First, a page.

Gouldian Finches are Australia’s most spectacularly coloured grassfinches, and are perhaps the most spectacularly coloured of all Australian birds.
The Gouldian Finch is mostly silent, although a high-pitched whistling “ssitt” may be uttered from time to time. Bird call recorded by: Krzysztof Deoniziak
Gouldian Finches are small birds, with a bright green back, yellow belly and a purple breast.
About 75% of Gouldian Finches have black faces, with the red-faced variety comprising the majority of the remaining 25%. Yellow-faced birds occur from time to time, with the the yellow colour resulting from a lack of red pigment in the red-faced birds.
The males are brighter in plumage than the females.
Young Gouldian Finches are dull ashy grey on the head and hind neck, becoming olive on the back and tail. The underparts are brown white, paler on chin, and have a faint yellow tinge on the belly. The upper bill is blackish and the lower bill is pinkish white. The end of the beak is tipped with red and there are pale nodules on the gape.
Although there are no separate subspecies of the colourful Gouldian Finch, there are three separate forms of the species. There is a common black-headed form, red-headed form, and a seldom-seen yellow-headed form.
Except for the distinct facial feather colours, the plumage across all three forms remains consistent, showcasing a captivating blend of pale blue, emerald green, regal, and yellow.
The Gouldian Finch is patchily distributed in tropical northern sub-coastal areas from Derby, Western Australia, to the Gulf of Carpentaria and thinly to central Cape York Peninsula, but is locally common in the north and north-western parts of its range.
As with most other grassfinch species, the Gouldian Finch is seldom found far from water, and needs to drink several times during the day. Throughout its range the species inhabits the edges of thickets, savannas dotted with trees and mangroves.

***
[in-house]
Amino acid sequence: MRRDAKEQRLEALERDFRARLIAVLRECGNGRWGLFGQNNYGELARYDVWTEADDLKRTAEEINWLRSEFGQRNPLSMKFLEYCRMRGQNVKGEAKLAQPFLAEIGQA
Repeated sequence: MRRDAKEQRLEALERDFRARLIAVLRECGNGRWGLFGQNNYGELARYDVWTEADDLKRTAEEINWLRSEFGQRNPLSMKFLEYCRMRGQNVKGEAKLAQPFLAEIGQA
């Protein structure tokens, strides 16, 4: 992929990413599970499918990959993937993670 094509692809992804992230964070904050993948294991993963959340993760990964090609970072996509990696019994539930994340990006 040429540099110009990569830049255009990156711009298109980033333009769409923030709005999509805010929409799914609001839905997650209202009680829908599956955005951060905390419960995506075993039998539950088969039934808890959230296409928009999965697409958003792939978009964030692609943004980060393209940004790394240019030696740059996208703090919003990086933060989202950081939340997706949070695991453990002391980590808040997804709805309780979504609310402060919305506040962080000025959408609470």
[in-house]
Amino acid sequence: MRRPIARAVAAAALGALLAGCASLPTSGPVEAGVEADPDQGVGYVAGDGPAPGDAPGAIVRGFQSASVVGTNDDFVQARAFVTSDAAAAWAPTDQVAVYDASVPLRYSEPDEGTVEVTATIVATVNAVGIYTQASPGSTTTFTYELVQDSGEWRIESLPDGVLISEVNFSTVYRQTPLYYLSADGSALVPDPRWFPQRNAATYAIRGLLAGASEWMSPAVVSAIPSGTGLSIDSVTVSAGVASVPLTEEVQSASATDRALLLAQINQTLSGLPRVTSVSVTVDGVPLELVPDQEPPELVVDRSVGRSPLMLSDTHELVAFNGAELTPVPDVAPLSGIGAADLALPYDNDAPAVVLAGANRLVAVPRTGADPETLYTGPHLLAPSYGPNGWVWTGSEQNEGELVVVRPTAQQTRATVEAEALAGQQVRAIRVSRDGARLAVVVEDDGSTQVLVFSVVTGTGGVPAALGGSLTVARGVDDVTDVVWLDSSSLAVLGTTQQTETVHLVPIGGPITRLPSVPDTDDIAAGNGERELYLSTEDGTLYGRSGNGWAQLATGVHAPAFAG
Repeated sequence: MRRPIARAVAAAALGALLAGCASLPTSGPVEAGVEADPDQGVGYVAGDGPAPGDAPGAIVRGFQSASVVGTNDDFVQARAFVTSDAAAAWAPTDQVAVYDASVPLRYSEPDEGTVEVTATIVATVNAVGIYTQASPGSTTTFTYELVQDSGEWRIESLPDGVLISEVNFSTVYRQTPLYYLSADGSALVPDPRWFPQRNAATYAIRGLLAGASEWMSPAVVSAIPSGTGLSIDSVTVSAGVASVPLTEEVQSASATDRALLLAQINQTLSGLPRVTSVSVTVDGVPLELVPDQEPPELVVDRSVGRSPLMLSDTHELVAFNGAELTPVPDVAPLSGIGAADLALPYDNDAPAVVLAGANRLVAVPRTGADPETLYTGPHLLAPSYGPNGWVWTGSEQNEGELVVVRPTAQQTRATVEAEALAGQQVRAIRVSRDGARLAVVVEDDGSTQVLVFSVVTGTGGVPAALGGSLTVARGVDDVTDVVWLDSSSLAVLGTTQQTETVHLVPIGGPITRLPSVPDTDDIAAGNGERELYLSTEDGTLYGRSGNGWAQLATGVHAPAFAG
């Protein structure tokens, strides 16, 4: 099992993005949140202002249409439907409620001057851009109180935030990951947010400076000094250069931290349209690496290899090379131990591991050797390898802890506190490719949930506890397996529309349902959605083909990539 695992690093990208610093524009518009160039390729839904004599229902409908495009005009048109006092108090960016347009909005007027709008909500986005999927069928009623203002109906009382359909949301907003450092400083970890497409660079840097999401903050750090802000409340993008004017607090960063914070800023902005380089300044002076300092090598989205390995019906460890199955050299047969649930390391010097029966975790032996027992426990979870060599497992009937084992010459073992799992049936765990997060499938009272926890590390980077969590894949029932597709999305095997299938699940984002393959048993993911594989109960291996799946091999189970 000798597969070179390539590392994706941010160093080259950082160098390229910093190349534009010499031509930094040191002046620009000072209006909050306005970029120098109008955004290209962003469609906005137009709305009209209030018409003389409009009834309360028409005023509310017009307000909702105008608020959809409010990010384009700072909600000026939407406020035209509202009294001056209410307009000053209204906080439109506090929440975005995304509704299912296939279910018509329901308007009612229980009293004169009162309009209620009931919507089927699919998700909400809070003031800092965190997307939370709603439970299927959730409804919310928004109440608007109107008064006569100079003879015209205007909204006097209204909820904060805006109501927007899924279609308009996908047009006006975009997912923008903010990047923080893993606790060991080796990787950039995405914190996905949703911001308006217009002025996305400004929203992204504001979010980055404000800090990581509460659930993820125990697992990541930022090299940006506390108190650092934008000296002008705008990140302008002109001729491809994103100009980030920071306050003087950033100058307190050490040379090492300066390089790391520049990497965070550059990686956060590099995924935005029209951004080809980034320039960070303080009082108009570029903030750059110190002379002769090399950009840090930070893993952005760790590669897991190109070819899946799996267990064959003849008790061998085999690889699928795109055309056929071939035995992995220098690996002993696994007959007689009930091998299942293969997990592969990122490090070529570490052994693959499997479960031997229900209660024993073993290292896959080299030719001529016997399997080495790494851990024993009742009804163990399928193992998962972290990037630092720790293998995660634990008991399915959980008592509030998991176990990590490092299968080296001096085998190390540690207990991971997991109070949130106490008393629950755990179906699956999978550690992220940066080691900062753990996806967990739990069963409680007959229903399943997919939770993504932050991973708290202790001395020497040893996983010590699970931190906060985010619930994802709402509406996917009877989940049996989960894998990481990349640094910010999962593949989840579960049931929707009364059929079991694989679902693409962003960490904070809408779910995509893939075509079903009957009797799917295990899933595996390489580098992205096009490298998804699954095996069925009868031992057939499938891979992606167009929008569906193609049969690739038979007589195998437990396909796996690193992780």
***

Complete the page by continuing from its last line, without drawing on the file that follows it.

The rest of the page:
Unlike other Australian finches, they do not place their nests in shrubs and other vegetation. They prefer to nest in tree hollows and occasionally holes in termite nests.
During non-breeding periods, the Gouldian Finch displays a semi-nomadic behaviour, often making local movements within a few kilometers to find food resources. Birds move in quite large flocks and can cover substantial distances in search of sustenance when necessary.
For most of the year Gouldian Finches feed mostly on ripe or half-ripe grass seeds. Birds feed in small to large groups, and food may be taken on the ground or in flight.
The Gouldian Finch breeds in small social colonies.
It is the only grassfinch that nests exclusively in tree hollows or holes in termite mounds. Several pairs may share a single hollow. Rarely, birds will construct a dry grass nest in a bush or tree.
Two or three broods may be reared in a season, with both parents sharing incubating (13 days) and brooding duties. The nestling period is 21 days.
Breeding has been recorded in all months except October, and eggs recorded December through August. Peak of egg laying is April in the Northern Territory